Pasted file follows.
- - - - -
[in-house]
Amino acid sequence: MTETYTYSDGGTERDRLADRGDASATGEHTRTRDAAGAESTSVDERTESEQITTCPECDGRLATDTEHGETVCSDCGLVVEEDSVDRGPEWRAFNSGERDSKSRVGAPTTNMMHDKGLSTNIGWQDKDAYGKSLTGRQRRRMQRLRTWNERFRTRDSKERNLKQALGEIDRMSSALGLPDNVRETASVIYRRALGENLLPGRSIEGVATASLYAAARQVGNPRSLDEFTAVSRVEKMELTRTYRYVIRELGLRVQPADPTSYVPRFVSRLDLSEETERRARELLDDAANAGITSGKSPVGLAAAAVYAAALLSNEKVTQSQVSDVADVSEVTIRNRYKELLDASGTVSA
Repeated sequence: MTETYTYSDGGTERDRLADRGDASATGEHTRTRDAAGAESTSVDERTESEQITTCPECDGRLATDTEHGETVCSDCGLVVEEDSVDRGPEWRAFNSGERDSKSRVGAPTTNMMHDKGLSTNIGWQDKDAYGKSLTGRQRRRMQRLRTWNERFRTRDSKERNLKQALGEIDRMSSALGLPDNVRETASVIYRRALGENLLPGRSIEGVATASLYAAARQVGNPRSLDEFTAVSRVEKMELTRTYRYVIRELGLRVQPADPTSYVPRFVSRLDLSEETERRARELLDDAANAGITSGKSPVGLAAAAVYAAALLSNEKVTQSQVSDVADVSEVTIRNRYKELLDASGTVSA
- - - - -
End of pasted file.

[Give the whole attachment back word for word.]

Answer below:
[in-house]
Amino acid sequence: MTETYTYSDGGTERDRLADRGDASATGEHTRTRDAAGAESTSVDERTESEQITTCPECDGRLATDTEHGETVCSDCGLVVEEDSVDRGPEWRAFNSGERDSKSRVGAPTTNMMHDKGLSTNIGWQDKDAYGKSLTGRQRRRMQRLRTWNERFRTRDSKERNLKQALGEIDRMSSALGLPDNVRETASVIYRRALGENLLPGRSIEGVATASLYAAARQVGNPRSLDEFTAVSRVEKMELTRTYRYVIRELGLRVQPADPTSYVPRFVSRLDLSEETERRARELLDDAANAGITSGKSPVGLAAAAVYAAALLSNEKVTQSQVSDVADVSEVTIRNRYKELLDASGTVSA
Repeated sequence: MTETYTYSDGGTERDRLADRGDASATGEHTRTRDAAGAESTSVDERTESEQITTCPECDGRLATDTEHGETVCSDCGLVVEEDSVDRGPEWRAFNSGERDSKSRVGAPTTNMMHDKGLSTNIGWQDKDAYGKSLTGRQRRRMQRLRTWNERFRTRDSKERNLKQALGEIDRMSSALGLPDNVRETASVIYRRALGENLLPGRSIEGVATASLYAAARQVGNPRSLDEFTAVSRVEKMELTRTYRYVIRELGLRVQPADPTSYVPRFVSRLDLSEETERRARELLDDAANAGITSGKSPVGLAAAAVYAAALLSNEKVTQSQVSDVADVSEVTIRNRYKELLDASGTVSA